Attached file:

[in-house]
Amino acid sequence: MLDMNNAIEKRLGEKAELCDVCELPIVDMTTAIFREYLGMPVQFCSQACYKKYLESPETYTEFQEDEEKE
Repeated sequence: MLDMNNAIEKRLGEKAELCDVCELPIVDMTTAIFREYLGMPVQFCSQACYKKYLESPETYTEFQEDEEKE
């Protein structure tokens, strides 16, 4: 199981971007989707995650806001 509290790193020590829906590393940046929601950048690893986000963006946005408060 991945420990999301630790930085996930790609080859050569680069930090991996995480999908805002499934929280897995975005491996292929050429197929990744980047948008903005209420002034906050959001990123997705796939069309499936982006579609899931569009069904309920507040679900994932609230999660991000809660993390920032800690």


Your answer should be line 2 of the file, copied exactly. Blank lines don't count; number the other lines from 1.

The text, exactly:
Amino acid sequence: MLDMNNAIEKRLGEKAELCDVCELPIVDMTTAIFREYLGMPVQFCSQACYKKYLESPETYTEFQEDEEKE